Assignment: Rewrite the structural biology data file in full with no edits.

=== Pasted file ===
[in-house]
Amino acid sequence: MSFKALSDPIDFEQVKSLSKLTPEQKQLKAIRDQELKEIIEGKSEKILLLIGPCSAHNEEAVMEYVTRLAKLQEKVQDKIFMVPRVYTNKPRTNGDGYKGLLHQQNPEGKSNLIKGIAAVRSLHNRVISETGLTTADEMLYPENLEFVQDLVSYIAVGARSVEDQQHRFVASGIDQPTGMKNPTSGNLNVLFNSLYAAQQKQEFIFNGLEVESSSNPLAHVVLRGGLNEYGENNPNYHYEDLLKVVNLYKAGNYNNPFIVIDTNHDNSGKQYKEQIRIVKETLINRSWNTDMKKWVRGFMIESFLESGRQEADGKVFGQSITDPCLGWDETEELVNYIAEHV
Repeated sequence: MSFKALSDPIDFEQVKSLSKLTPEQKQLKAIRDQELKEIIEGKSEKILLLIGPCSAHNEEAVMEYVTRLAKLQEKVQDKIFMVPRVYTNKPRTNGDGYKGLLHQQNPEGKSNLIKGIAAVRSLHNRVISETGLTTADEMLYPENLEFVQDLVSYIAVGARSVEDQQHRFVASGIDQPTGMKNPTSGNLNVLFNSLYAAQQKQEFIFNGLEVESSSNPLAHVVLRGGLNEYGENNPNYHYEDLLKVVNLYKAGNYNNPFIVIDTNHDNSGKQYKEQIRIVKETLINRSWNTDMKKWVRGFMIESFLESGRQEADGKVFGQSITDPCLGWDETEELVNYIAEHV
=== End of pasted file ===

[in-house]
Amino acid sequence: MSFKALSDPIDFEQVKSLSKLTPEQKQLKAIRDQELKEIIEGKSEKILLLIGPCSAHNEEAVMEYVTRLAKLQEKVQDKIFMVPRVYTNKPRTNGDGYKGLLHQQNPEGKSNLIKGIAAVRSLHNRVISETGLTTADEMLYPENLEFVQDLVSYIAVGARSVEDQQHRFVASGIDQPTGMKNPTSGNLNVLFNSLYAAQQKQEFIFNGLEVESSSNPLAHVVLRGGLNEYGENNPNYHYEDLLKVVNLYKAGNYNNPFIVIDTNHDNSGKQYKEQIRIVKETLINRSWNTDMKKWVRGFMIESFLESGRQEADGKVFGQSITDPCLGWDETEELVNYIAEHV
Repeated sequence: MSFKALSDPIDFEQVKSLSKLTPEQKQLKAIRDQELKEIIEGKSEKILLLIGPCSAHNEEAVMEYVTRLAKLQEKVQDKIFMVPRVYTNKPRTNGDGYKGLLHQQNPEGKSNLIKGIAAVRSLHNRVISETGLTTADEMLYPENLEFVQDLVSYIAVGARSVEDQQHRFVASGIDQPTGMKNPTSGNLNVLFNSLYAAQQKQEFIFNGLEVESSSNPLAHVVLRGGLNEYGENNPNYHYEDLLKVVNLYKAGNYNNPFIVIDTNHDNSGKQYKEQIRIVKETLINRSWNTDMKKWVRGFMIESFLESGRQEADGKVFGQSITDPCLGWDETEELVNYIAEHV